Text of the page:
So we are on our third week and our third question in our iDoubt: Questions about Faith series. We have covered the questions: “What does it mean to be a disciple?” and “What is Salvation and Can you lose it?” Today we tackle the question, “Is Baptism mandatory for salvation or is it simply a public declaration?” We’ll find out that again this question is strongly tied into our discussion about what it means to be a disciple of Jesus, to follow him with your life and not just a mental ascent to a series of propositional truth phrases. That is why we began our series seeking to wrestle to the ground the concept of being a disciple of Jesus, and then seeking to answer the questions based on the dialogue and discussion around discipleship.
So the question for today again is “Is Baptism mandatory for salvation or simply a public declaration?” Now it might seem like this is a simple question to answer from our thoughts and from Scripture but let’s dive deeper into it, and we’ll see it isn’t as simple as it seems. There are various Scriptures that talk about baptism and its’ relationship with salvation. Let’s read two and see what we might learn and how we answer this question about salvation and baptism. And we’ll see that on the surface it might look like these two different Scriptures actually differ in their understanding of the relationship between salvation and baptism.
Let’s look at Acts 10:44-48 first then we’ll turn to 1 Peter 3:21.
Acts 10:44-48 is part of the encounter of Cornelius, the Roman Centurion and Peter. Earlier in the chapter we see that Cornelius has a vision and in the vision God tells him to send people to Joppa to have Peter come and visit him. He sends 3 people to find Peter. Almost at the same time Peter has a vision where a sheet comes down from heaven filled with unclean animals (representing the Gentile population) and God tells Peter to get up and eat. Peter turns him down, and God tells him to not label anything God calls as clean, unclean. The three men get to the house, call for Peter, tell him the story, and Peter goes back with them realizing that God was telling him the gentiles weren’t unclean. Peter preaches the gospel to all who gather including Cornelius and verse 44-48 pick up the rest of the story and their response to Peter’s preaching, “While Peter was still speaking these words, the Holy Spirit came on all who heard the message. The circumcised believers who had come with Peter were astonished that the gift of the Holy Spirit had been poured out even on Gentiles. For they heard them speaking in tongues and praising God. Then Peter said, “Surely no one can stand in the way of their being baptized with water. They have received the Holy Spirit just as we have.” So he ordered that they be baptized in the name of Jesus Christ. Then they asked Peter to stay with them for a few days.”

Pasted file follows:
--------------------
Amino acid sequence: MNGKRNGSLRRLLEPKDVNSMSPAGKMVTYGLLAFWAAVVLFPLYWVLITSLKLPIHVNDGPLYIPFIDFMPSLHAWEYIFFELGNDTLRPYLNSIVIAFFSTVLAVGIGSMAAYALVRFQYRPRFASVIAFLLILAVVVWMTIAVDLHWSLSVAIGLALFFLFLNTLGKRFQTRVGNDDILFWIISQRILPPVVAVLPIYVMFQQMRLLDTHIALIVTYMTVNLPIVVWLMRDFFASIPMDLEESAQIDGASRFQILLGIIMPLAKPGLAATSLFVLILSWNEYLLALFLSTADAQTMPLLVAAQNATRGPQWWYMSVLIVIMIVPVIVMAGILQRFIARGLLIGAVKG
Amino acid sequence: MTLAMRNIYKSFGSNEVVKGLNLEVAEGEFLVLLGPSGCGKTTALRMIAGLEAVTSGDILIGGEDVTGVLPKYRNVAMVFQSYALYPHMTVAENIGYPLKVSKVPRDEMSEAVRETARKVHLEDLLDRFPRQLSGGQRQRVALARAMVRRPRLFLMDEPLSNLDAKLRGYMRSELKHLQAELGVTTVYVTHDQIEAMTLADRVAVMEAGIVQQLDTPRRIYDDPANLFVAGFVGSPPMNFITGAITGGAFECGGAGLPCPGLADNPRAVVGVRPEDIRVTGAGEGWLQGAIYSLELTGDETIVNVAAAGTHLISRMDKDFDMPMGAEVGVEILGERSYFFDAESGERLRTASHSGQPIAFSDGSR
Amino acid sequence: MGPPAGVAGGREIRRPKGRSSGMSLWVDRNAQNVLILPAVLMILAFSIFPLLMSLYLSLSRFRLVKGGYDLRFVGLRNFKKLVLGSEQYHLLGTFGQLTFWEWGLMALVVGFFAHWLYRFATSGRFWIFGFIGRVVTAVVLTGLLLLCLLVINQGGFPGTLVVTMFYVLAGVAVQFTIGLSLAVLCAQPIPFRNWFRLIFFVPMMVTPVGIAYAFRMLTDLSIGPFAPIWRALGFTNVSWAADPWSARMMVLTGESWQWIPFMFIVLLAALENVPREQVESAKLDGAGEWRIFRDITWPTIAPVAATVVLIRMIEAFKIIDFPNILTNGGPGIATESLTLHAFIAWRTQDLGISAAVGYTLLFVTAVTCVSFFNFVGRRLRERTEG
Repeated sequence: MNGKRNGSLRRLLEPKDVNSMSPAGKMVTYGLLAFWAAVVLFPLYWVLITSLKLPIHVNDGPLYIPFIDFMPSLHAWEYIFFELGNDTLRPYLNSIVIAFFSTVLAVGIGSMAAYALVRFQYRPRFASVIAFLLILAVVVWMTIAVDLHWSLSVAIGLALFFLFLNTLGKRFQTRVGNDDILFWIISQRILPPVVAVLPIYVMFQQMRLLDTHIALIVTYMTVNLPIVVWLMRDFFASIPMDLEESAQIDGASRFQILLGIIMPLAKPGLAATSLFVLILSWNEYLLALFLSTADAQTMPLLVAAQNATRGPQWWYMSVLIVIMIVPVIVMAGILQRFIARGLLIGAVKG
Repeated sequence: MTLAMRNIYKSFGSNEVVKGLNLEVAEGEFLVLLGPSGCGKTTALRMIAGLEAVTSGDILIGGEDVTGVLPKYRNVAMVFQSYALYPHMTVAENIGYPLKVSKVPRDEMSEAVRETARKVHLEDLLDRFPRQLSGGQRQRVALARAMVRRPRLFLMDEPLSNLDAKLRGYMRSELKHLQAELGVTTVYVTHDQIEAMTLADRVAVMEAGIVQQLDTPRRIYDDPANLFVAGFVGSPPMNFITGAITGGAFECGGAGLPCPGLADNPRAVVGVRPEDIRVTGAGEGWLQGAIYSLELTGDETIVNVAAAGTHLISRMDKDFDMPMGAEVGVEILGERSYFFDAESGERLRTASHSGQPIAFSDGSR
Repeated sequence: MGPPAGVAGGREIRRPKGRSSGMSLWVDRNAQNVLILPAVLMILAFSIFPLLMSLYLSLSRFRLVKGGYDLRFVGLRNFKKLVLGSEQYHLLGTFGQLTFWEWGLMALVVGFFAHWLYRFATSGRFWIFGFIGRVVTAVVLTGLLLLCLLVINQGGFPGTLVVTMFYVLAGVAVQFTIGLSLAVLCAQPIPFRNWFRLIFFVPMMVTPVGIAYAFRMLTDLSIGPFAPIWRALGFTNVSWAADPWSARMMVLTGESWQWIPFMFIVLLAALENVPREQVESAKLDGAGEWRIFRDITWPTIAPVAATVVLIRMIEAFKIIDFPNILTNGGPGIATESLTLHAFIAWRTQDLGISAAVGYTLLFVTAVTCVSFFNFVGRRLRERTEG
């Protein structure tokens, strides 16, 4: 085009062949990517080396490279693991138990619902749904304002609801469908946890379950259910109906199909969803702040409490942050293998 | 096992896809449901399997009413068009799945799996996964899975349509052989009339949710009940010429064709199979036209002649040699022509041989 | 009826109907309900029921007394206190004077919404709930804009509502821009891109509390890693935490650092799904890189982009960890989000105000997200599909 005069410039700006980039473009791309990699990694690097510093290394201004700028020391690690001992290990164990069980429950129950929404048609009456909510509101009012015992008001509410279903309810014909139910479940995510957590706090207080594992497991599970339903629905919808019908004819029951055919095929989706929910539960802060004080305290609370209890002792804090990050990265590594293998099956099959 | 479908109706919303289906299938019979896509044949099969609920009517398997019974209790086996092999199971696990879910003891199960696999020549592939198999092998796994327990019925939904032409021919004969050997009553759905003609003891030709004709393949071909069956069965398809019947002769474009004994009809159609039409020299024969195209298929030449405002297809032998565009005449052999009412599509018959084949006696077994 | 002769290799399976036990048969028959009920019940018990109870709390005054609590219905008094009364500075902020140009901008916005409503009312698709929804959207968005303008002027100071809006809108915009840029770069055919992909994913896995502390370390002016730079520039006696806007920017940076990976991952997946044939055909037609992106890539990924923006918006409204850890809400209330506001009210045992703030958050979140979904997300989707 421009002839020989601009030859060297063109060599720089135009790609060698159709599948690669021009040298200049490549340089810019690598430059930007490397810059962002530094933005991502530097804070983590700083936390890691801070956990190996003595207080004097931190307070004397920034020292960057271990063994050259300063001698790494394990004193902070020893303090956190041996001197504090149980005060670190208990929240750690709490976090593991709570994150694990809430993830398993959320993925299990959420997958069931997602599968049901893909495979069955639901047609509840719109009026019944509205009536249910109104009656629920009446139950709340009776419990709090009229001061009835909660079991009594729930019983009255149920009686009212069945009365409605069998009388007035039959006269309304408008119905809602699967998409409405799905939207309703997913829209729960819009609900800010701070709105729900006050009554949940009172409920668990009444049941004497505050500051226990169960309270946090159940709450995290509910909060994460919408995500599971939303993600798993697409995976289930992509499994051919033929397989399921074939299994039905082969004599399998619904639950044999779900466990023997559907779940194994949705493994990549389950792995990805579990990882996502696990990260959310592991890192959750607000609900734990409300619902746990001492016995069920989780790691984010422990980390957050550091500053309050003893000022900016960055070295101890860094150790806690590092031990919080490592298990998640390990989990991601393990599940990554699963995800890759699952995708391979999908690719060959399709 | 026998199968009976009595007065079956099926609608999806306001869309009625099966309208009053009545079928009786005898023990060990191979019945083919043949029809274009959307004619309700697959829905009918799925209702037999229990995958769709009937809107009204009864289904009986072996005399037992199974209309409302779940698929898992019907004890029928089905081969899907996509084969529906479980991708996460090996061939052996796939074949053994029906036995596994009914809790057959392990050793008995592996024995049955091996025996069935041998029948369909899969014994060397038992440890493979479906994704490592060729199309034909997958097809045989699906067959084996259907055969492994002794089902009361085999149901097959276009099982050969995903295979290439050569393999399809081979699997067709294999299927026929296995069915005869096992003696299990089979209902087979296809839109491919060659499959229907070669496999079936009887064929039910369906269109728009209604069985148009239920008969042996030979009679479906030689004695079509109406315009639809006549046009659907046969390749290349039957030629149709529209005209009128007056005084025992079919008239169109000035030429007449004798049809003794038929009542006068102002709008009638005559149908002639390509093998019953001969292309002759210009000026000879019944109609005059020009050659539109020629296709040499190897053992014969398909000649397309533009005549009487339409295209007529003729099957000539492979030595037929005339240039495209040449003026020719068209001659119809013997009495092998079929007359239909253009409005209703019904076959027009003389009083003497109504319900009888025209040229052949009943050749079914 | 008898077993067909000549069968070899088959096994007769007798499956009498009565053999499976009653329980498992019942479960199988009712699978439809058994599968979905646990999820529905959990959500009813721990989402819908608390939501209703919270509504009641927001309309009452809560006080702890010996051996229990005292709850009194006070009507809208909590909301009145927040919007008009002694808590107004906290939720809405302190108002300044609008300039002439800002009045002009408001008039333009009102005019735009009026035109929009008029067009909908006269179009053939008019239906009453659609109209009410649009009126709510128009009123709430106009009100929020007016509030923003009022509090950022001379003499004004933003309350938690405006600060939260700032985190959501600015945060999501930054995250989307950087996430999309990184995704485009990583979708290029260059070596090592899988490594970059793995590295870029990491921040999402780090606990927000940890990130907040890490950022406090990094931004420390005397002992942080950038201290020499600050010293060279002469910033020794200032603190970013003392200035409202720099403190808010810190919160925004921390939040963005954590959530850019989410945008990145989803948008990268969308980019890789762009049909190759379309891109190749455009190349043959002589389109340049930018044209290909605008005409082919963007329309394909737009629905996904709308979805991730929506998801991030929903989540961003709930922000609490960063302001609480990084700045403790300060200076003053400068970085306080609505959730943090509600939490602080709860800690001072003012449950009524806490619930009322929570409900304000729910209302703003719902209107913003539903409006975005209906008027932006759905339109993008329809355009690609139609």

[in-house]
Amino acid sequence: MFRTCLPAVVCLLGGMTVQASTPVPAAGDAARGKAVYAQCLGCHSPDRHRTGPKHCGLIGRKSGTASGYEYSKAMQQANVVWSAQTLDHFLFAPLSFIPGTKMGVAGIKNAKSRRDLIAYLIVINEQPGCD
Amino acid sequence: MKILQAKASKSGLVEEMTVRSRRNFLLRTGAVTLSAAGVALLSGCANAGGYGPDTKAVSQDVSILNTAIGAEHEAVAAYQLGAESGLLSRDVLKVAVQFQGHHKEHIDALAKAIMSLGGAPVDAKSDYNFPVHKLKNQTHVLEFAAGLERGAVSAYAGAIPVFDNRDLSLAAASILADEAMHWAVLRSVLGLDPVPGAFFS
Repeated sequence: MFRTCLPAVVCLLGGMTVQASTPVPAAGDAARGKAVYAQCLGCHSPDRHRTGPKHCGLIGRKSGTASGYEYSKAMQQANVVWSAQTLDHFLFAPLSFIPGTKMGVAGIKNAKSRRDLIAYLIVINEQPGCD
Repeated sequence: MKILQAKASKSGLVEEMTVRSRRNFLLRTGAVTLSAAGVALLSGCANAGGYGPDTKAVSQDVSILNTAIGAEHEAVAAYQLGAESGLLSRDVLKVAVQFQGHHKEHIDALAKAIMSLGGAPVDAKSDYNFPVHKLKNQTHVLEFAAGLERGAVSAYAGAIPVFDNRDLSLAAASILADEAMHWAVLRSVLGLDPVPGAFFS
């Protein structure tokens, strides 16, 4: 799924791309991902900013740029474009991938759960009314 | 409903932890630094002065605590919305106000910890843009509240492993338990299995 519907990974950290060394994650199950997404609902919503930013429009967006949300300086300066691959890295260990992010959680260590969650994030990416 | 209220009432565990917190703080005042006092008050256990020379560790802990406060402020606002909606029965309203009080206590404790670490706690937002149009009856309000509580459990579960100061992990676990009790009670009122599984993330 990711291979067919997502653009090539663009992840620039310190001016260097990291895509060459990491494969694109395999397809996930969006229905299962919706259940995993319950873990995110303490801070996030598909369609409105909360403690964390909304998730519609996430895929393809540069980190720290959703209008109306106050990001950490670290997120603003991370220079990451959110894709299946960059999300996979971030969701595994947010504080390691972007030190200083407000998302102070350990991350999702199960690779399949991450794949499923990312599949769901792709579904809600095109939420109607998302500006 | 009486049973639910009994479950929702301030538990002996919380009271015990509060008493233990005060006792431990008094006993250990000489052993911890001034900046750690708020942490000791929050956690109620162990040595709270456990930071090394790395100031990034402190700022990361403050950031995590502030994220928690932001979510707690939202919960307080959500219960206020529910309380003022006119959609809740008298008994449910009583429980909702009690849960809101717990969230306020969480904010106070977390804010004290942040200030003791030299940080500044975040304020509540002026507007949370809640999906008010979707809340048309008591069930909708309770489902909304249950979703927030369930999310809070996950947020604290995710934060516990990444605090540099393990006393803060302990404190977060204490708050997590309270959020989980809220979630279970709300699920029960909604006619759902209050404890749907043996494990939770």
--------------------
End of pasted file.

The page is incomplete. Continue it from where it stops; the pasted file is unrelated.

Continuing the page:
So let’s break down what happens in order. Peter preaches the gospel, the Holy Spirit comes upon his hearers, they receive salvation, Peter says “no one can stand in the way of these gentiles being baptized.” And then they were baptized in the name of Jesus Christ. It didn’t say that they got baptized and then received the Holy Spirit and salvation. Salvation came when each one of these Gentiles responded to Peter’s message with believing faith in their hearts, so that they were saved while they listened. Once they had received faith, baptism then was a recognition of the salvation that they had already received. Not one of the circumcised could object to Peter’s statement and decision to baptize these gentiles because as he put it, “they have received the Holy Spirit just as we have.” They realized that the Jewish believers and the Gentile believer’s were now on the same footing, there was no division anymore between Jew and Gentile. And so then these Gentile believers, after hearing the message of the Gospel, receiving the Holy Sprit, were then baptized in the name of Jesus Christ.